Friday, May 6, 2011

Kodomo no Hi

Happy Children's Day!


5/5, May fifth, is Children's Day--the time of year you see undulating carp streamers hanging off balconies or strung across rivers.  Koinobori (Koi-- carp, nobori-- streamer) are actually windsocks painted with eyes and fins and scales and shaped tails to resemble the giant Koi that fight their way back upstream every spring.

Here they go:


waving from a neighbor's balcony

The largest streamer is said to be the father, the progressively smaller streamers, the male siblings of a family from oldest to youngest (represented by the smallest koi).   If you see them hanging from a balcony or in front of a house, it means that family has boys.

The movement of the streamers in the wind is said to resemble carp swimming in the river, struggling to swim upstream, and as such symbolize strength and perseverance--qualities parents traditionally hope to inculcate in sons.

Sons, you'll have noticed by now, not daughters-- this day was originally called Boy's Day (Girl's Day is Hinamatsuri-- the Doll Festival on March 3), and the trappings still reflect that despite it's having been renamed Kodomo no Hi in 1948 when the Japanese government made it a national holiday.

glinting gold and green in the sun...
Even more originally, this festival day was called Tango no Sekku (the "Edge of Noon Season") and was celebrated on the fifth day of the fifth lunar month, and still is in China, Taiwan, Vietnam, and Korea.  The date was moved to May fifth (still 5/5) after the switch to the Gregorian calendar in Japan, where it became a festival celebrating the warrior spirit.

Kintaro, who rides a bear instead of a horse (and also Koshi;-)

Kintaro, the warrior boy of folklore who was so strong he rode a bear instead of a horse, is the character associated with Boy's Day.  Families put small, decorative kabuto helmets on display in the genkan to express the hope that their sons will grow up healthy and strong.  This was originally done only in samurai families, but gradually filtered down to all families with boys. 


Hana Shobu-- Japanese Iris with its sword-like leaves

The Hana Shobu, Japanese Iris, with its sword-shaped leaves is the symbolic flower for Boy's Day.  Many people also display a small ceremonial sword behind the Kabuto warrior's helmet.  I've always assumed that the re-naming of Boy's Day to Children's Day in 1948 was the Japanese government putting a peaceful, post-war face on a holiday that traditionally celebrates the Warrior.


yes-- you eat the leaf, too:-))

Kashiwa  Mochi-- a sticky rice dumpling filled with sweet bean paste and wrapped in a pickled oak leaf is the traditional snack for Children's (Boy's) Day.  "Kashiwa" is 'oak'--the strongest of trees.


...and naturally, there's a song to go with those beautiful carp streamers.  Because, trust me, there's a song about practically *everything*.


Last year, all the area elementary kids painted Koinobori...

Yane yori takai Konobori
Ookii magoi wa Otoosan
Chisai magoi wa kodomotachi
Omoshiroso ni oyoideru...





....which were displayed again this year over the river in front of our school
 Higher than the rooftops Koinobori
The biggest streamer is the father
The small streamers are the children
They look like they are having fun swimming in the sky...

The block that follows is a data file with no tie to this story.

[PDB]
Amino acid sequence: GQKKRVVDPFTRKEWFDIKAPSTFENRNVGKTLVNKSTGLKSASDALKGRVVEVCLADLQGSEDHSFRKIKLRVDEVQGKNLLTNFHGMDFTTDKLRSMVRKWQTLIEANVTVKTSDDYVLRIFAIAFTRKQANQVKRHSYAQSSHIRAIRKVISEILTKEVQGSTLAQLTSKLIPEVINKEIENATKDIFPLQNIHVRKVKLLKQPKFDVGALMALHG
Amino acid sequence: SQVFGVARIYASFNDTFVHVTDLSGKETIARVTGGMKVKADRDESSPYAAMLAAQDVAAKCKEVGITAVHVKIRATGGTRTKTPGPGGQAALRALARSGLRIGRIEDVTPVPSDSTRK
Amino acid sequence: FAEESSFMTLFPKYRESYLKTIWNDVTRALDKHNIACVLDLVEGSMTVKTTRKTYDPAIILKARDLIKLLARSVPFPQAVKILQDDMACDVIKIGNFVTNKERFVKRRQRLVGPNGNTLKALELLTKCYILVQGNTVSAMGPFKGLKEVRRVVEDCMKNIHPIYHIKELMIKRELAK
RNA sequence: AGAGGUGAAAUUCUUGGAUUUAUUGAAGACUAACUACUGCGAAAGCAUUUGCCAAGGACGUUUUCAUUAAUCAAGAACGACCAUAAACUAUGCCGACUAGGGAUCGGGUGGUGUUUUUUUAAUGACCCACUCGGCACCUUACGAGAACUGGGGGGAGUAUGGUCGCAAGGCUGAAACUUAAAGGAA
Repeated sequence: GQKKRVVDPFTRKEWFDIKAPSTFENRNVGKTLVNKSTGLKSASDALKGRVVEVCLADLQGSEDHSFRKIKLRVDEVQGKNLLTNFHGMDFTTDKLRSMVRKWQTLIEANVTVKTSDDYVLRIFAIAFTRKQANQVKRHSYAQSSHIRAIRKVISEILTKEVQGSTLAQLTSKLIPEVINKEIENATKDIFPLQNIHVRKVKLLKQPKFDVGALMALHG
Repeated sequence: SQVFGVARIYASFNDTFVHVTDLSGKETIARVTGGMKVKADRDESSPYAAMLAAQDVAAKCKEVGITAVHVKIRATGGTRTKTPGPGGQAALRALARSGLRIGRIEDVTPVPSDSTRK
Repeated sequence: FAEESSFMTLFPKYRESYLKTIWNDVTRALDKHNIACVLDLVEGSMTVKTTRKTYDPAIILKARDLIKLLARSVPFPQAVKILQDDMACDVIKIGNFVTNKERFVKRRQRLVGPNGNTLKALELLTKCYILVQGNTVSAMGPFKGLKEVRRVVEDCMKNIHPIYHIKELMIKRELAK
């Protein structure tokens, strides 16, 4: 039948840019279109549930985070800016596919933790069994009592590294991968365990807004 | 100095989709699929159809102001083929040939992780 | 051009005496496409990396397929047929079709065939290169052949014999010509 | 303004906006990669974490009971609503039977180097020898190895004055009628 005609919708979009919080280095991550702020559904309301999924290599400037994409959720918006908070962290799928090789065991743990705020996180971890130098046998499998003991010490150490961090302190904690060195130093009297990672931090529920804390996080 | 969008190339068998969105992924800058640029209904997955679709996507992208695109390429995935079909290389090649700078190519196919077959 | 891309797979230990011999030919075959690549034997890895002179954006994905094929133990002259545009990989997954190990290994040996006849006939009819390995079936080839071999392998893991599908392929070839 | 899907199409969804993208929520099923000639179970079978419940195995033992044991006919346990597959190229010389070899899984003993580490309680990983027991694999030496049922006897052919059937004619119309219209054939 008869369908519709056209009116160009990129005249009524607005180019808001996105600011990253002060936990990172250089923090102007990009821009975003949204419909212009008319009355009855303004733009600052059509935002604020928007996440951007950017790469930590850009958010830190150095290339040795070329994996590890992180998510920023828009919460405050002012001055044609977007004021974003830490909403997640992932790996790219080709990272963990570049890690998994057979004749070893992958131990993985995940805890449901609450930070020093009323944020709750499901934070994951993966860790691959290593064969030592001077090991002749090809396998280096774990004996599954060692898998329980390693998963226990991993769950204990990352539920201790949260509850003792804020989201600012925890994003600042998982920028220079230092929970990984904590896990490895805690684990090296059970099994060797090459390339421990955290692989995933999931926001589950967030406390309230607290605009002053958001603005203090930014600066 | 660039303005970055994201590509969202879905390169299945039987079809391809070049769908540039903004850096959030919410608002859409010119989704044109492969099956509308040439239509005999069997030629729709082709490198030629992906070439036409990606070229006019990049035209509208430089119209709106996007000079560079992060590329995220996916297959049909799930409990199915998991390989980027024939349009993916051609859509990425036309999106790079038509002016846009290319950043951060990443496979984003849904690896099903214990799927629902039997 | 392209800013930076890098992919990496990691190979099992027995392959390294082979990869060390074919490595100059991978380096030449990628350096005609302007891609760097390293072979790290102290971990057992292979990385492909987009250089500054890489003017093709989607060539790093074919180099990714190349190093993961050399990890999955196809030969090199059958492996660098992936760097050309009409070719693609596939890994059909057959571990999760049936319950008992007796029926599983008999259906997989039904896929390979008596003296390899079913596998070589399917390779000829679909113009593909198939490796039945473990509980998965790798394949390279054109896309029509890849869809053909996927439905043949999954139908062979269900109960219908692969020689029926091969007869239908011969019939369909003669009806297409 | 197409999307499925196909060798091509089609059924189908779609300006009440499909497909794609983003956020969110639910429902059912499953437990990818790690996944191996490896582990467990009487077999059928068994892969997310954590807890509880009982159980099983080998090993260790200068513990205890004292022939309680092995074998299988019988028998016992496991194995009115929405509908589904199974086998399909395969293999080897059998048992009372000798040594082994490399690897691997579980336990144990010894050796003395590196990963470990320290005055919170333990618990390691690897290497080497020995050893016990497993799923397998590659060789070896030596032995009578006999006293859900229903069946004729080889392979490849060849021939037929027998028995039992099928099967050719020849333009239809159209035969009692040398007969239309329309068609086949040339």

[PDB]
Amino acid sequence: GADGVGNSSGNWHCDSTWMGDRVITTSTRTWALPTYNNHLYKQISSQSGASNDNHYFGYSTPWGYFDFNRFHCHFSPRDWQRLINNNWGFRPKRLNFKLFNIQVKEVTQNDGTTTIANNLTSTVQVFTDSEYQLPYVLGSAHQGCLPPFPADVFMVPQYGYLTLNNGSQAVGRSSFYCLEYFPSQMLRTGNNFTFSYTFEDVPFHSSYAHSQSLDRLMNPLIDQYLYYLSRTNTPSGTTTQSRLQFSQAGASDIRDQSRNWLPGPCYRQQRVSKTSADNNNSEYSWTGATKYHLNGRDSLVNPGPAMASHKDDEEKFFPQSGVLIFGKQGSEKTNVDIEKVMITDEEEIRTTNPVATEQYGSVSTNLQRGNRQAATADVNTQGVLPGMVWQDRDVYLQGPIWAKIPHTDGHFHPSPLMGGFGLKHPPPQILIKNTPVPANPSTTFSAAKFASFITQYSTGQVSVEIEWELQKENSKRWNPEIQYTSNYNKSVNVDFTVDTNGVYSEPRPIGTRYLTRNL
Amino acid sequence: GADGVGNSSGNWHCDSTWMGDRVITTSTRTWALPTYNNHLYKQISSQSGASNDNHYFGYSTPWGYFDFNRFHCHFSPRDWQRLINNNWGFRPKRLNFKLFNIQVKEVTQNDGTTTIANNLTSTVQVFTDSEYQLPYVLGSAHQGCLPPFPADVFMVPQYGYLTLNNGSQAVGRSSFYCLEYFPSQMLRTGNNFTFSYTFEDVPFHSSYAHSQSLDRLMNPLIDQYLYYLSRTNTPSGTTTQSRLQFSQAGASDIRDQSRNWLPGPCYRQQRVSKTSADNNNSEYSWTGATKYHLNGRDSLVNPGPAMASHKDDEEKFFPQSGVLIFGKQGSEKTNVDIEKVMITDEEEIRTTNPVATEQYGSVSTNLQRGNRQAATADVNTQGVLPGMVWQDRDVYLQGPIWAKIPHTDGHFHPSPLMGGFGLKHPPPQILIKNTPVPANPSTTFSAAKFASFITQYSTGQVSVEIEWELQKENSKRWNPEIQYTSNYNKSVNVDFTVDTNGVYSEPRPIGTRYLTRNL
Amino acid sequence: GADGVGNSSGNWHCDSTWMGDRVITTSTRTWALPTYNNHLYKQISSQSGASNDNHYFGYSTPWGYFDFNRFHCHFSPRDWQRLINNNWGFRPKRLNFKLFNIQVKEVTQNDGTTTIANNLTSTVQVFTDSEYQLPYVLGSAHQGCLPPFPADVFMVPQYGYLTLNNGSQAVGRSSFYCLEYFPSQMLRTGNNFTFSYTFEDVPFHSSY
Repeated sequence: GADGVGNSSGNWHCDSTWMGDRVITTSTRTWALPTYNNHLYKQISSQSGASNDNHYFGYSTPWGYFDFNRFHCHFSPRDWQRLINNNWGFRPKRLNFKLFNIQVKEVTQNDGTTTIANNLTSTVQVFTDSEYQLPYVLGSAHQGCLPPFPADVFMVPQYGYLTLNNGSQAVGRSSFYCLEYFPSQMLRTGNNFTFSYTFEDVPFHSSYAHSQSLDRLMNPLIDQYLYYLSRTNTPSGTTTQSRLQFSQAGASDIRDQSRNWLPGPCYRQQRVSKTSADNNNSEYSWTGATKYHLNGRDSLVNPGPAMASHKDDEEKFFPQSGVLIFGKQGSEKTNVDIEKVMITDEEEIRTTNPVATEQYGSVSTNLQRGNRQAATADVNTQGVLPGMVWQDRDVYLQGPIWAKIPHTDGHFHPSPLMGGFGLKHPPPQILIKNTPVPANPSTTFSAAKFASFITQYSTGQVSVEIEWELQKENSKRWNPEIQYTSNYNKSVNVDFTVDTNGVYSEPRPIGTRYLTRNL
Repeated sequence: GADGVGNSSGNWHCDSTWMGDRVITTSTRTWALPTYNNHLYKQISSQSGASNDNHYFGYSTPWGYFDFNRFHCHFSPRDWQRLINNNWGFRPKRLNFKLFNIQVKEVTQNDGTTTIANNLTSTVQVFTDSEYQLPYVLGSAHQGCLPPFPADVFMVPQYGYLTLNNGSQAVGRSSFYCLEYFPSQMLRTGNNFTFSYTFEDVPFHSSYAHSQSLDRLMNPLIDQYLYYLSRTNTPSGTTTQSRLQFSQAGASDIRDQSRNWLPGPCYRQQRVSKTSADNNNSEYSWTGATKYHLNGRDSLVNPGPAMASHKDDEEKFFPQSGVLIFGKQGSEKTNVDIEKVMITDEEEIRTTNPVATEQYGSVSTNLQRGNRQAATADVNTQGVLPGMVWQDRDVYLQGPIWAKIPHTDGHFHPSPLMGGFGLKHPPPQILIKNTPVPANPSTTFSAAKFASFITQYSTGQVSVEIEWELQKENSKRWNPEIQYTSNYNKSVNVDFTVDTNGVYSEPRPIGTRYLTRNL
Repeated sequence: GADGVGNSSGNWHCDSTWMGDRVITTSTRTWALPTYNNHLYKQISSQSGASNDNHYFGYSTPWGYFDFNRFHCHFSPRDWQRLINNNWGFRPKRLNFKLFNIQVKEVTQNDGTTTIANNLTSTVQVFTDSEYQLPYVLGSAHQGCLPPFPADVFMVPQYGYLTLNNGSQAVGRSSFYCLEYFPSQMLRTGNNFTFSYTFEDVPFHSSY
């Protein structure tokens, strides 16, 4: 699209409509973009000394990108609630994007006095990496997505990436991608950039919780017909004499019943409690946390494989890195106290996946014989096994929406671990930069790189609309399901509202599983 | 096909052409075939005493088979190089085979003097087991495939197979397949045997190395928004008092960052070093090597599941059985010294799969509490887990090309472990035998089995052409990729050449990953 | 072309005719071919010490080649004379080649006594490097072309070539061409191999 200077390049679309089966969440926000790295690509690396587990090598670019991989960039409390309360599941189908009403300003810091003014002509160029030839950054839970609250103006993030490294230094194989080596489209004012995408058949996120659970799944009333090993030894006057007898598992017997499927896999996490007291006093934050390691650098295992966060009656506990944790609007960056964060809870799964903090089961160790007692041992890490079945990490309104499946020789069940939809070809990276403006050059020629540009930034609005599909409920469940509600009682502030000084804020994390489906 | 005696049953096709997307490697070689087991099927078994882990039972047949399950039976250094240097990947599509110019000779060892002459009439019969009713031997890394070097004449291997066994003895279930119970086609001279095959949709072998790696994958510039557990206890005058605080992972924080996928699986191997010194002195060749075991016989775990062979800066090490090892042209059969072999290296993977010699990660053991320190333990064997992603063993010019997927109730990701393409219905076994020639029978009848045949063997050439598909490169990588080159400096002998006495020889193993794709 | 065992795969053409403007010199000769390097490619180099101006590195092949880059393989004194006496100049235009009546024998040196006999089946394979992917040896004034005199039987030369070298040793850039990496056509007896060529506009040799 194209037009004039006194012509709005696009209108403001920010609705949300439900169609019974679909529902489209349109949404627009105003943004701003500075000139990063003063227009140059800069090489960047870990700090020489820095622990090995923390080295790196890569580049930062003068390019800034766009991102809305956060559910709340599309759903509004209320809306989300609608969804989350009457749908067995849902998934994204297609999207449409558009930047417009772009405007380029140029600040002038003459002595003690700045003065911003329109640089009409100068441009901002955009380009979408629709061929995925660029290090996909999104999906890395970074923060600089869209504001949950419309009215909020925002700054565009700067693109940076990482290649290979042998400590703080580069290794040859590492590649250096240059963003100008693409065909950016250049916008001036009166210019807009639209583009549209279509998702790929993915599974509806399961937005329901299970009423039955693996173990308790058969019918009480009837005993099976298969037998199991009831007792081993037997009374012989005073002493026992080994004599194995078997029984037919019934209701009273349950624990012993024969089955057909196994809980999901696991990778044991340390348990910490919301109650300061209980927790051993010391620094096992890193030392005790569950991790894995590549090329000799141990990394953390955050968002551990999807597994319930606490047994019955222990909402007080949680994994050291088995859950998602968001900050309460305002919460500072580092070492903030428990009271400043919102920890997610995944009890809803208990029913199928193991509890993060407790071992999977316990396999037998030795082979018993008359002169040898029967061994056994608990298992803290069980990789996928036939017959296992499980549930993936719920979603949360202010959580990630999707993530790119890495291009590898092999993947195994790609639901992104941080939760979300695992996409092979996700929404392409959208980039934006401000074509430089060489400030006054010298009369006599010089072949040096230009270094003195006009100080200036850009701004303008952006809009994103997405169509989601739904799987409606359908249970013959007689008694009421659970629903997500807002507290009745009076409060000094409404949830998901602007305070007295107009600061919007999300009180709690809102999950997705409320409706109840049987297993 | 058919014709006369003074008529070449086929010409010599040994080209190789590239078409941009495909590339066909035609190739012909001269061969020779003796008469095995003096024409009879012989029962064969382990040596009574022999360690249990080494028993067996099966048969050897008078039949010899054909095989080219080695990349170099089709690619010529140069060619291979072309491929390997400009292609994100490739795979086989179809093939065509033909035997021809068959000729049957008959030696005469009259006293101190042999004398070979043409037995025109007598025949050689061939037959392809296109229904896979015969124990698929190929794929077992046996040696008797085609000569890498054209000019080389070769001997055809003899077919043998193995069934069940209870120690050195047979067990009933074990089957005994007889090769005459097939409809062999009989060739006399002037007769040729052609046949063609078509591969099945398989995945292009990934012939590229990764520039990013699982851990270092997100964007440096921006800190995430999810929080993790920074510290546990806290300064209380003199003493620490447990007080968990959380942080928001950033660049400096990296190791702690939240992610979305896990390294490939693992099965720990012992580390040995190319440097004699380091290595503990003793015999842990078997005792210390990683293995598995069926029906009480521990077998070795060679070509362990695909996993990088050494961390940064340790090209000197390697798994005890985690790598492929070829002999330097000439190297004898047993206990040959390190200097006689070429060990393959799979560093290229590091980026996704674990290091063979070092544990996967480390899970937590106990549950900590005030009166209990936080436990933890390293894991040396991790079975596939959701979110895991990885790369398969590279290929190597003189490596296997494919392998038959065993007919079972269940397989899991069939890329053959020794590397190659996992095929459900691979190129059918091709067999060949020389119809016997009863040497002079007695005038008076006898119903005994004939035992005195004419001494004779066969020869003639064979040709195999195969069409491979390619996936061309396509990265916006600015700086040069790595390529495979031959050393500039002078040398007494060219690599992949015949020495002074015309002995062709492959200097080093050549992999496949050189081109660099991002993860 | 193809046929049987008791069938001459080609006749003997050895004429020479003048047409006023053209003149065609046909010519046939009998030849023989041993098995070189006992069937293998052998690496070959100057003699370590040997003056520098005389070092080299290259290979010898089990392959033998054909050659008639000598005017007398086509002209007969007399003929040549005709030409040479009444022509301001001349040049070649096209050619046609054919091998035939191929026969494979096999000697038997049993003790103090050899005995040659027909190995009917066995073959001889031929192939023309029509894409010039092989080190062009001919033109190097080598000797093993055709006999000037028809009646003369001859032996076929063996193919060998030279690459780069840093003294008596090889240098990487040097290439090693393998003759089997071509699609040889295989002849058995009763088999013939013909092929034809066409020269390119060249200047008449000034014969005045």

Here's the song if you like singing along:-))





Mata asobou, ne!

8 comments:

  1. 1. I want a carp windsock
    2. I REALLY want a Kashiwa Mochi

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  2. I thought you were stating a cyberpunk novel, 'til I reread the first line and realised you said carp… :-)

    I love the way the Japanese seem to enjoy their traditions. Too many of ours get shunned as embarrassingly quaint. (No this doesn't mean I'm taking up Morris dancing, any time soon.)

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  3. Lovely and informative post. I am surprised that one eats the oak leaf, since those things are full of indigestible tannins, but I DO WANT one or five of those mochi. . .

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  4. Sarah--I totally wish there were an easy way to send dango and mochi to people...

    Daz-- Sarah up there is the steampunk writer:-))
    There's something sweetly innocent about all those traditions, isn't there? Well, apart from the festival where they parade down the street with an enormous penis...(more about that another time;-))

    Jerry-- I wondered about that, too, but I think the pickling must leach out most of the tannins. And, I would totally send five or ten if they'd keep while the US Postal Service ambles nonchalantly across America to get them to you...

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  5. There is a recipe for acorn coffee here -
    http://www.celtnet.org.uk/recipes/ancient/fetch-recipe.php?rid=ancient-acorn-coffee
    I have never made it as it feels like stealing from wildlife!
    They were certainly eaten/used during the war, so I suppose as you say that pickling gets rid of or reduces the tannin.
    dom

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  6. I was just reading about that very thing-- boiling to get the tannins out of acorns. Bernd Heinrich talks about it in The Trees In My Forest (highly recommended, by the way-- just finished it. *Loved* it! He's a marvelous writer.) In fact, that's what I was thinking of when I wrote that I thought pickling would reduce the tannin. I know that people eat the leaves, though-- I saw a guy sitting outside the Daiei eating a Kashiwa Mochi, and I watched him eat the leaf, too.

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  7. "they parade down the street with an enormous penis..."

    I didn't even know David Cameron had been in a Japanese parade…

    ReplyDelete